Every now and then everyone has a slot of time, that seems almost designated and on schedule, where things are just slightly off from what they should be. It's not necessarily noticeable to anyone else but for the person in that slot the world might as well be falling apart.
I have been in this slot now for a while...Spiritually. Not to say my world has fallen apart or anything because God is faithful to keep His promises that he has promised to me (*And my wife is amazingly awesome to me*) but good Lord it seems so hard to find Him sometimes. I guess that's where actually seeking Him and talking to Him comes in handy.
Isaiah 55:6 "Seek the LORD while He may be found; Call upon Him while He is near"
I know in my heart that He is always near by but just because some one is near by doesn't mean that you let them help you. That'd be like saying you can lift a car because you have 25 strong men near by. Well, if you don't know those strong men or talk to those strong men, or ask them to help you lift the car you are probably not going to lift the dang car. You'll probably just end up squatting in an awkward posistion, straining so hard that your head starts to look like a big toe that just got busted with a hammer and throwing your back out. That is pretty much how I felt until yesterady.
After trying to find a "revalation" in the Bible and doing the "every now and then" prayer where you "seek His will" I finally found God in a rinky-dink music store at the corner of Race Track and 155. His name was Samuel Burke and He came to me as an old black man from Louisiana with a worn, white v-neck t-shirt, gold chain, stark white, backwards, brave cap, slacks, and "old man shoes". The ones from Wal-Mart. Half his teeth were gold and the other half were gone. His skin and his eyes shone like his teeth. I strained to understand the words he said. He sounded just like you imagine him.
He caught me right before I was about to leave and I thought to myself in a self rightous way "What does he want?" Well, he told straight off what he wanted. The conversation went something like this.
Sam: "Hey, you play gitar?"
Me: "Yes, sir."
Sam: "You any guht?"
Me: "I do what I can."
Guy at the register who has never heard me play that I know of (Robbie): "Oh yeah. He's good. He can make it sing." (He's always talking that jibber jabber anyways).
Sam: "How long you been playin'?"
Me: "12 years. But I should be way better than I am..."
(Sam got really excited when I told him I'd been playing 12 years and his eyes just lit up and he graced the world with a gold tooth grin.)
Sam: "Oh you guht then! You stay rit thayuh now. You gotta show me sumthin'."
I stood there while he payed for whatever it was he was paying for. At this point I wasn't paying attention still because well, I had things to do!...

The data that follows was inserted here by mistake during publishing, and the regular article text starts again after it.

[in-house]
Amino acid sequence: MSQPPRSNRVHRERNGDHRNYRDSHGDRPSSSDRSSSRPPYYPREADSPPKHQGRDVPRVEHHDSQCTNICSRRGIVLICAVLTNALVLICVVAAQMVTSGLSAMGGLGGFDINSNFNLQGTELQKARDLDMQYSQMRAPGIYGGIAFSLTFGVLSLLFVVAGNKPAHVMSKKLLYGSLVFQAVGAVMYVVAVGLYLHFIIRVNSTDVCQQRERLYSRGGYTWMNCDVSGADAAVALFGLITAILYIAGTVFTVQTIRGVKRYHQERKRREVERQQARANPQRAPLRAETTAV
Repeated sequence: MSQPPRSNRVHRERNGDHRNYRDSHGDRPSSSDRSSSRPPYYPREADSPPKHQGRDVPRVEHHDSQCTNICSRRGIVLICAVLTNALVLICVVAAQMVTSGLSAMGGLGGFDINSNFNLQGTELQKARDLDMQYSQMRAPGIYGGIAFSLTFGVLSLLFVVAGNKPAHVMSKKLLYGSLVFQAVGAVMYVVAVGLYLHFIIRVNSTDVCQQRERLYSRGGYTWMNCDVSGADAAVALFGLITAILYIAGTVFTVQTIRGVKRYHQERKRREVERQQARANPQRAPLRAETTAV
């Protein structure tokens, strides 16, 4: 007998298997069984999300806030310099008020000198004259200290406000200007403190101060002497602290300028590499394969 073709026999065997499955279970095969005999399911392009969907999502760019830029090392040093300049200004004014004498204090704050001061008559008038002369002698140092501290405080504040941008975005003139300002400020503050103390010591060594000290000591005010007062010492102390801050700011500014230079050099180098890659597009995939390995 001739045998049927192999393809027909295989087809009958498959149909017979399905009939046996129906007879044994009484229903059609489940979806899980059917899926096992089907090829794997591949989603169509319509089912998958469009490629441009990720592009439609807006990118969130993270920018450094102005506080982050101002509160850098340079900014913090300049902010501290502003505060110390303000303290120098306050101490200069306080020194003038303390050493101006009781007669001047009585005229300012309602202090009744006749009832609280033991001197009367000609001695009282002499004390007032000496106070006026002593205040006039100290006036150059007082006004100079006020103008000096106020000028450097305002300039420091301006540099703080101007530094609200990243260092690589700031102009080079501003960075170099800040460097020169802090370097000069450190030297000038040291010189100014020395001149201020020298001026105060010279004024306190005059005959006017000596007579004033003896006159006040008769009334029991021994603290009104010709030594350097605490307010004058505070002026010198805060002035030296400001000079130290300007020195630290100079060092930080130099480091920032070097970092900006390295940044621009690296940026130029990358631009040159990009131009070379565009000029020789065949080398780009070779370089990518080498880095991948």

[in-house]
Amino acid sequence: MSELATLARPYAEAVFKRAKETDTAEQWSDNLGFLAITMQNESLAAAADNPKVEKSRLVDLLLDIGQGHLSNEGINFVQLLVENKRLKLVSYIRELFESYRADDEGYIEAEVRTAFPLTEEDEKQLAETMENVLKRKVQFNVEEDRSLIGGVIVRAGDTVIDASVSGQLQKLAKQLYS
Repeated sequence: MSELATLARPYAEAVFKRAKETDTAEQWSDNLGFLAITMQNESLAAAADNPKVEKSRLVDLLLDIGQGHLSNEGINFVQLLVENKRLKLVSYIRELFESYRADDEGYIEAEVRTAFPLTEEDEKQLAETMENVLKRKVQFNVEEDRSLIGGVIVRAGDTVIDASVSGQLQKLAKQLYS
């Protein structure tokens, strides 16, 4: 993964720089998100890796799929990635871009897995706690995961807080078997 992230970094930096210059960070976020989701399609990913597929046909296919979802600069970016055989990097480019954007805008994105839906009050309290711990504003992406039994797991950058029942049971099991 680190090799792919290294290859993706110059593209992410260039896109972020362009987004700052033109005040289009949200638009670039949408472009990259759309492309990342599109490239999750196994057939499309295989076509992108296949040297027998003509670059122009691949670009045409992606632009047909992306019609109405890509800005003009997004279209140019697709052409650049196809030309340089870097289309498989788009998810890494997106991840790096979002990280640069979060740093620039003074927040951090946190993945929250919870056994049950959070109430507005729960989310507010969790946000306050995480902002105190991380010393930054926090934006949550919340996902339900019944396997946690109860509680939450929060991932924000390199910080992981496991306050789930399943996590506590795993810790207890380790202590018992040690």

He took me over to the wall of cheap guitars and snagged an low-end Epiphone SG off the wall. At that moment I was trying to figure out how to tell this guy that this guitar was a piece and also be kind about it with one of the salesmen standing right there (who I think was the guy who has the vitamin/herbal shop in McDonough. He's a really nice guy.). My words were flying every-which-a-way in my mind like they were in some cosmic space storm. They began to all be drawn to the center of the storm like there was a super strong magnet drawing them. Then they began to be pushed from my mouth.
To my suprise, and immediate grief (as I am a gear snob sometimes) Samuel didn't even care about the quality of the guitar other than was it in tune. He quickly began to ask me questions and show me all the single notes he knew all up and down the neck and play me every chord he knew: which was about 3.
Once I got over myself and saw this guy really wanted to learn I set my bag down and started to show him exactly what he was asking. Simple things really that he just didn't know. The difference between Major and Minor bar chords on the "E" and "A" strings: The simplest of simple. You would of thought that I revealed the great mysteries of the world to that man. You could see it in his worn face; he got it. He got it!
He then started to spew words like only people from Louisiana can: incomprehensably. Is that a word? Well it sounded as if he had a bag of rocks in his mouth and someone had punched him right in lip. I heard something about "fixed income", "can't afford guitar lessons", and "barter" but I could tell that his heart was genuine. These weren't excuses, they were facts. Then his words became slightly more understandable.
Sam: "Gohd save me outta hurricane Katrina. I gotta learn this gi'tar. I awnah play in da chuch. Gotta give glory t'Gohd and I awnah play in da chuch. Y'see Gohd brought meh up and he an' He brough' meh out an' He saved me. Gotta give Him glory. I was tryin' t' make it on mah own and fin'ly learnd that I had to submit to Gohd and trus' in Him. Y'see Gohd will bring y' up an' set y' on a path but so many of us try t' go our own way. We got the will o' Gohd goin' right long b'side us and we don't even see it till we submit."
Then it got really clear and he looked straight at me and his voice changed.
"You gotta submit to God so he can put you in His will."
Right then everything stopped and I knew in my heart that God had spoken. The room began to spin a little bit and I almost lost it in the middle of this rinky-dink music shop in front of a man I'd never met before. I didn't lose it. Samuel's Louisana draw brought me back in.
Sam: "Heh heh you gwanna haf' mah fangers hurt'n'! That'sa goot thang though. Ima haftuh practice hard. I awnah play at da chuch. Gotta give glory t'Gohd. Heeh Heeh! Mah fangers gwannah be huhtin'!"
I shouldn't say that I found God yesterday, really. It was more like He grabbed my car, took it to the music shop, threw me in the door and made me stay until I heard what He had to say.